Department of Psychiatry

Penn Behavioral Health

faculty photo

Rebecca L Ashare

Assistant Professor of Psychology in Psychiatry at the Hospital of the University of Pennsylvania
Senior Fellow, Center for Public Health Initiatives, University of Pennsylvania
Department: Psychiatry
Graduate Group Affiliations

Contact information
Center for Interdisciplinary Research on Nicotine Addiction
3535 Market St, Suite 4100
Philadelphia, PA 19104
Office: (215) 746-5789
Education:
B.A (Psychology)
State University of New York at Buffalo, 2003.
M.A (Clinical Psychology)
State University of New York at Buffalo, 2007.
Ph.D. (Clinical Psychology)
State University of New York at Buffalo, 2011.
Post-Graduate Training
Predoctoral Clinical Psyhology Internship, Yale University School of Medicine, Division of Substance Abuse, 2010-2011.
Postdoctoral Fellow, University of Pennsylvania Perelman School of Medicine Department of Psychiatry, 2011-2012.
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Description of Research Expertise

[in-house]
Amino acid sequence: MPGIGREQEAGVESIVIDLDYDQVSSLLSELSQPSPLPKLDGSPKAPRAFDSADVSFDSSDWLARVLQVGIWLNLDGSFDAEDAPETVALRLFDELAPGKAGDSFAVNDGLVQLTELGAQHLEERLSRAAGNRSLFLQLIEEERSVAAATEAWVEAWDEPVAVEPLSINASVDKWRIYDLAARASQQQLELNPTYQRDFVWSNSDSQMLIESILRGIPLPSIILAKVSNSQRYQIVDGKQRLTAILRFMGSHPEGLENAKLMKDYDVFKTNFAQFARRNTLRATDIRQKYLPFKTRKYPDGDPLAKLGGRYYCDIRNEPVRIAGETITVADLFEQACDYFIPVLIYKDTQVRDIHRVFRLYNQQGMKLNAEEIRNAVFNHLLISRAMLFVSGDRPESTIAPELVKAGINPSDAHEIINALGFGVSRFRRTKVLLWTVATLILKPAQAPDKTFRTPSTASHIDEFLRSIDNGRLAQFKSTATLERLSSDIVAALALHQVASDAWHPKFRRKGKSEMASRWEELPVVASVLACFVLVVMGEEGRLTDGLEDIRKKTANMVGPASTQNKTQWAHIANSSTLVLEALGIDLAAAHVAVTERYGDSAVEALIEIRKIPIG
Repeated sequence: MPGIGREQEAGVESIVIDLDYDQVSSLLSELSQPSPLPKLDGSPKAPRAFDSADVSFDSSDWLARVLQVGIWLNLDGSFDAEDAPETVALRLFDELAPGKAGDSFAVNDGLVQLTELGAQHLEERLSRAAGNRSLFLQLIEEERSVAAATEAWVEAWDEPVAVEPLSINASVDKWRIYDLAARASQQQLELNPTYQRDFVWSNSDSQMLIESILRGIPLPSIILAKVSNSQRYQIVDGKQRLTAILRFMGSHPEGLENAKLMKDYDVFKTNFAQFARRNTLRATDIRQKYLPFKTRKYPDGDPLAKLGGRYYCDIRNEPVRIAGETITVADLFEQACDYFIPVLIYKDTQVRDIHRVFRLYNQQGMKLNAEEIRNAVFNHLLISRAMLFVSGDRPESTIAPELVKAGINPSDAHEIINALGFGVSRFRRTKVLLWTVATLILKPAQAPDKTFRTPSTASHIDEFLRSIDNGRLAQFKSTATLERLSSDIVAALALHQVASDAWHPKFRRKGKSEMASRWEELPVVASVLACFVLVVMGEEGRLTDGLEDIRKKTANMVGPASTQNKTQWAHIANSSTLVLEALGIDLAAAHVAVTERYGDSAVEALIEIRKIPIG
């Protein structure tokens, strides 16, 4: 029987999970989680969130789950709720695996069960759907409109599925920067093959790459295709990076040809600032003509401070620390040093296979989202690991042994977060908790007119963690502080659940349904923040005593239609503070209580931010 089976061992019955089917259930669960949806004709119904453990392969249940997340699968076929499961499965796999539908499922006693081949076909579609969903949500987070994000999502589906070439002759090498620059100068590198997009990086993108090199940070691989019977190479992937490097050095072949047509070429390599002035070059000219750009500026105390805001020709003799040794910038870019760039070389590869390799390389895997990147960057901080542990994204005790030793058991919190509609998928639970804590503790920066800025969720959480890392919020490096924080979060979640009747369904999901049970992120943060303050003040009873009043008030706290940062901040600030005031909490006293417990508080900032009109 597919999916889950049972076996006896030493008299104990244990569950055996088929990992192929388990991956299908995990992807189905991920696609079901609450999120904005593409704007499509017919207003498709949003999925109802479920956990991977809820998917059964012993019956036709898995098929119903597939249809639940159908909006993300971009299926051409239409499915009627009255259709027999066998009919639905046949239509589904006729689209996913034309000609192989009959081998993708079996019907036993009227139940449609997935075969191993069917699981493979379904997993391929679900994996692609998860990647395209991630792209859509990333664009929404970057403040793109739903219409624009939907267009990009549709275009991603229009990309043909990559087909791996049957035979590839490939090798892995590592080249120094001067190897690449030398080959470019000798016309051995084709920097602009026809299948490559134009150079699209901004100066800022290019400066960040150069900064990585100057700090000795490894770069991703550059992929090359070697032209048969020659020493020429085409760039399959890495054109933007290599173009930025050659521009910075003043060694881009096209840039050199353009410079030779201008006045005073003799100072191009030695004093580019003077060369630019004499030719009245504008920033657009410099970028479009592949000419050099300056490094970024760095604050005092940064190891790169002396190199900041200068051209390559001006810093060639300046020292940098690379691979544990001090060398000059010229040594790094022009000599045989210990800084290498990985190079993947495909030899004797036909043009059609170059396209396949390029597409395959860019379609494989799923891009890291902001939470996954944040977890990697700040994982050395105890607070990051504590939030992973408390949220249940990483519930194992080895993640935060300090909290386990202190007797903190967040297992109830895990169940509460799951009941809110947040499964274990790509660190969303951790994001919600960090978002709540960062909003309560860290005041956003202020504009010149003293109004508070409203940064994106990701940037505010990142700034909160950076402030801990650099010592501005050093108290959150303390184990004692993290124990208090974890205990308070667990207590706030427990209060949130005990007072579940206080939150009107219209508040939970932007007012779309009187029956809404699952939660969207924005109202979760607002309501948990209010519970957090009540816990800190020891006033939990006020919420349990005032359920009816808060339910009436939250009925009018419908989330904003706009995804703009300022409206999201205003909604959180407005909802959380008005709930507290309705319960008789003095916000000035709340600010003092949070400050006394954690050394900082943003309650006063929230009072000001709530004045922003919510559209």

Research Interests
I am a clinical psychologist and conduct research in translational science, medication development, and neurocognition applied to nicotine dependence. My primary area of research has focused on identifying risk factors for smoking relapse, with a focus on cognitive control, decision-making, and stress, and evaluating novel treatments to improve abstinence rates. My work leverages tools from the fields of psychology, neuropharmacology, and cognitive neuroscience to understand the mechanisms that underlie smoking relapse and mechanisms of efficacy of novel interventions.

Keywords
Addiction, Nicotine dependence, Cognition, HIV, Decision-Making, Stress

Research Projects
Several of my current research projects are focused on the intersection of smoking, HIV, and cognitive function:
One project is investigating whether HIV-infected smokers experience greater withdrawal-related cognitive deficits and whether these deficits explain the high smoking rate in this population.

In collaboration with Center for AIDS Research, we are also evaluating whether targeting the cholinergic pathway among HIV-infected individuals suppresses inflammation and reverses neurocognitive deficits and whether this effect is stronger in chronic tobacco users.
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Last updated: 12/11/2017
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